Figure 1. Soil loss decreased as conservation tillage adoption increased from 1987 to 1994. Since then, both soil loss and conservation tillage levels have changed little. Sources: Soil loss data from NRCS National Resources Inventory, 2000. Conservation Tillage data from CTIC National Crop Residue Management Survey, 2001.



Figure 2. Conservation tillage adoption in the United States has leveled off in the last five years. Source: Conservation Tillage data from CTIC National Crop Residue Management Survey, 2001.


After the CTIC partnership ended the CRM initiative, both conservation tillage adoption and soil erosion reduction leveled off, showing minimal increase in the last five years (see Figure 1). Conservation tillage usage in 2000 was 36.6 percent of total cropland acres (see Figure 2).


Another of CTIC’s principal roles is providing scientifically accurate and credible information on various conservation technologies to the people and entities that influence farm management decisions. As a technology transfer center, CTIC reviews and communicates new research, technologies and innovative approaches and connects the people who practice conservation on the ground with those specialists who can help them.


I would like to present to you today information concerning challenges facing agriculture, a campaign that has been initiated by CTIC that all sectors of agriculture can embrace, and recommendations for the next generation of Farm Bill conservation programs. 


Challenges Facing Agriculture  

Environmental Issues.  According to the 1998 Environmental Protection Agency (EPA) national 305(b) report on the quality of the nation’s water resources, a majority of states name agriculture as the leading source of nonpoint source (NPS) pollution and identify sediment, nutrients, pesticides, salts and pathogens as agriculture-related pollutants that affect water quality.  EPA reported that approximately one-third of monitored river miles, lake areas and other water bodies do not fully support their designated uses.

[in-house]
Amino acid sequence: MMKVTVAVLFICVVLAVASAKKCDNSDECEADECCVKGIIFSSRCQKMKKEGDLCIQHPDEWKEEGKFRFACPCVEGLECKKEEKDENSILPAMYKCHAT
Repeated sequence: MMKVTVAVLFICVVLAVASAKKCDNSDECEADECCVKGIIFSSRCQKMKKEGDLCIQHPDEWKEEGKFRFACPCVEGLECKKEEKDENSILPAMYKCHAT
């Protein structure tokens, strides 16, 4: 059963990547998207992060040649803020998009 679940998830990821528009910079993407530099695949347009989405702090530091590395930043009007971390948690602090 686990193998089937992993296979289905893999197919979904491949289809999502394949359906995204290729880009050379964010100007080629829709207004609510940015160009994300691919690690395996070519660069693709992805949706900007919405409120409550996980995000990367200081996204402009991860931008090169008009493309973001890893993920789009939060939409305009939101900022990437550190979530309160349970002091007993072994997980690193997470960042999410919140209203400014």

The 1997 National Resources Inventory reported an excessive erosion rate of nearly 12 tons an acre on 112 million acres of cropland (1.3 billion tons of soil lost a year).  Of those 112 million acres, more than 60 million are highly erodible cropland and nearly 52 million acres are non-highly erodible cropland. Eroding cropland sends sediment and attached pesticides or nutrients to water bodies, affecting water quality.  Although 50 percent of cropland acres are suitable for some form of conservation tillage to mitigate soil loss, no-till is used on 17.5 percent and continuous no-till (a no-till system used for more than five years) is used on only 7-10 percent of total cropland acres. 

Eroding topsoil also carries with it nutrients, such as phosphorus and nitrate, to nearby waterways.  Excessive phosphorus in fresh water bodies can lead to algal blooms, fish kills and unhealthy streams and lakes.  Soils that receive excessive manure application, which increases soil phosphorus levels, are subject to soluble phosphorus loss. In addition, excessive phosphorus levels are thought to play a role in the “Pfeisteria” pathogenic outbreaks experienced in recent years.